By Adam Hayward
As a passionate supporter of the North Queensland Cowboys, when I first heard that former coach Paul Green has suddenly passed away, my heart sunk, and I dropped in disbelief.
I kept asking myself, how could this happen? It can’t be real. I was absolutely gutted.Embed from Getty Images
The 2015 premiership will live on in the hearts of Cowboys fans forever, and we will forever be appreciative of Green’s contributions to our club.
I will never forget his reaction in the coach’s box when Johnathan Thurston kicked the match winning field goal in extra-time to win the grand final. Watching him being embraced by his assistant coaches, then banging on the glass in a memorable moment of jubilation.
It still gives me goosebumps every time I go back and watch those highlights.
Then came the memorable run to the grand final in 2017. The former Cowboys coach galvanized the squad when co-captains Thurston and Matt Scott went down with season ending injuries.
The Cowboys were very quickly written off. But Green still had the belief in the rest of his squad that they could achieve something special without their inspirational co-captains.
Every game, the mantra was – ‘stay in the fight!’Embed from Getty Images
And that they did. Scraping into the finals in eighth position, then pulling off three monumental upset wins on a famous run to the grand final.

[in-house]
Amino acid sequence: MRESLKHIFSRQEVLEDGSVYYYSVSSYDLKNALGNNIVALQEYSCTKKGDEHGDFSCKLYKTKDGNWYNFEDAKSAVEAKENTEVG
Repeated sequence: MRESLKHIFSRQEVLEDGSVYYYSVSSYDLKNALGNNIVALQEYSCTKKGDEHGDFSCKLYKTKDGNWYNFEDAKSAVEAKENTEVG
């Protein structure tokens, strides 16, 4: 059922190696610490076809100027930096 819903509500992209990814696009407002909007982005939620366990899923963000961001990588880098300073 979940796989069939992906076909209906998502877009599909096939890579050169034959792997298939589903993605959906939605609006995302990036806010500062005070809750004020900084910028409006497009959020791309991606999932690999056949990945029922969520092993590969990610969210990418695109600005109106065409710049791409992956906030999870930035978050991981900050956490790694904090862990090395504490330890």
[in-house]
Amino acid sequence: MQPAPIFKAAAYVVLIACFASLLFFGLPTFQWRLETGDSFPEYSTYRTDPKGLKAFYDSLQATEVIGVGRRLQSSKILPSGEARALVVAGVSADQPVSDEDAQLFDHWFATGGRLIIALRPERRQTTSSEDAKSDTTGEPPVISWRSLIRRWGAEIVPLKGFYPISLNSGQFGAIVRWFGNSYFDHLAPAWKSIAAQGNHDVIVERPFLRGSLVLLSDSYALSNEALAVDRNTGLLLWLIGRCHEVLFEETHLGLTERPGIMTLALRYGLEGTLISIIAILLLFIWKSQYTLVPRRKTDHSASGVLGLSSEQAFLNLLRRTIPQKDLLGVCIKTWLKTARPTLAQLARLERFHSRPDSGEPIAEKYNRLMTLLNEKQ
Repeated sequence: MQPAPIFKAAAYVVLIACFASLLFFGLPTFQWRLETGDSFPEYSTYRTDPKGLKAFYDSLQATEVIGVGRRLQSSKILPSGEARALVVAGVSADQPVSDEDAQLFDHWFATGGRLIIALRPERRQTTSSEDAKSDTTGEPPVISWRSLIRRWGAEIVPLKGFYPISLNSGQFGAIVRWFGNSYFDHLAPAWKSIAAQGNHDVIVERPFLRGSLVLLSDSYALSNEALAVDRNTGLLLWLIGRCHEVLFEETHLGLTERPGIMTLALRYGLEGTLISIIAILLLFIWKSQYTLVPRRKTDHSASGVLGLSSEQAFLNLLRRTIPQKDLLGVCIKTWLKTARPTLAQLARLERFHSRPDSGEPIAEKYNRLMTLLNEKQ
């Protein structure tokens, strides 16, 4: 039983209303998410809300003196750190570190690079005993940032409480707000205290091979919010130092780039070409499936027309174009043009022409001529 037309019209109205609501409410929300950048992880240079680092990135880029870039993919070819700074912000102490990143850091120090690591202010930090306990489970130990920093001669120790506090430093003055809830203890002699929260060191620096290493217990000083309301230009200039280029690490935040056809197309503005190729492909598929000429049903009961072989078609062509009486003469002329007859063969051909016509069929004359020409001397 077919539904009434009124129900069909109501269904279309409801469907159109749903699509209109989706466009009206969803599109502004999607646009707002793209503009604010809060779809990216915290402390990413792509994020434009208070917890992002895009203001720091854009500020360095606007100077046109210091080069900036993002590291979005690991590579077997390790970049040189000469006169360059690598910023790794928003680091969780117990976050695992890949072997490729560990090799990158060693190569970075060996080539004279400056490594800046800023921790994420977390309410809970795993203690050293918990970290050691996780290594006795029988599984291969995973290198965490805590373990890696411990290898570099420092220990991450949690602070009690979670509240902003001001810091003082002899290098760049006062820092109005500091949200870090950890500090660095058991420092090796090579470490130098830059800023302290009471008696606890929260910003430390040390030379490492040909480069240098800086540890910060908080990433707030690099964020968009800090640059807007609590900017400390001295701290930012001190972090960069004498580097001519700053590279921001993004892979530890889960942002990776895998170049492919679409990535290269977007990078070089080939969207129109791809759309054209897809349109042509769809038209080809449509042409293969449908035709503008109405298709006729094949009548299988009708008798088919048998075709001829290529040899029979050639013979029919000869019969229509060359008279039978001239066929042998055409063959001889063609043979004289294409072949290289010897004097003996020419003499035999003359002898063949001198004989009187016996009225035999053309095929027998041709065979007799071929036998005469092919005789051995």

Unfortunately, Green’s men lost that grand final. But as Cowboys fans, we might have been prouder of the 2017 team than the 2015 premiership team.
How Green was able to lift that side from the doldrums to the grand final was incredible. I couldn’t have been happier for him.
When Green was first appointed as head coach in mid-2013 to take over the following season, I was unconvinced and rather perplexed, as then-coach Neil Henry had helped build a strong roster and returned the Cowboys to the finals after a few lean years.
The 2013 Cowboys side then went on an impressive winning streak to qualify for the finals. I was convinced the club made a mistake in appointing the then-Roosters assistant coach to take over, because I thought the club was heading in the right direction under Henry.
When Green arrived for the 2014 season, he made a few key changes including shifting Thurston from five-eighth to halfback and given a license to play the full width of the field. He named Michael Morgan as starting fullback and turned Jason Taumalolo into a starting lock forward.
The Cowboys looked like a more balanced side. They were more consistent with their on-field performances.
Green was savvy with his analysis. He was impressive in interviews and post-game press conferences. He struck me as a very intelligent coach, and he won me over. I became really excited about what he could achieve with the team.
It was very tough watching him struggle with the Cowboys after that 2017 grand final.
He had the unenviable task of building towards the post-Thurston era. The team had aged, their style of play quickly became stale, and they failed to evolve.Embed from Getty Images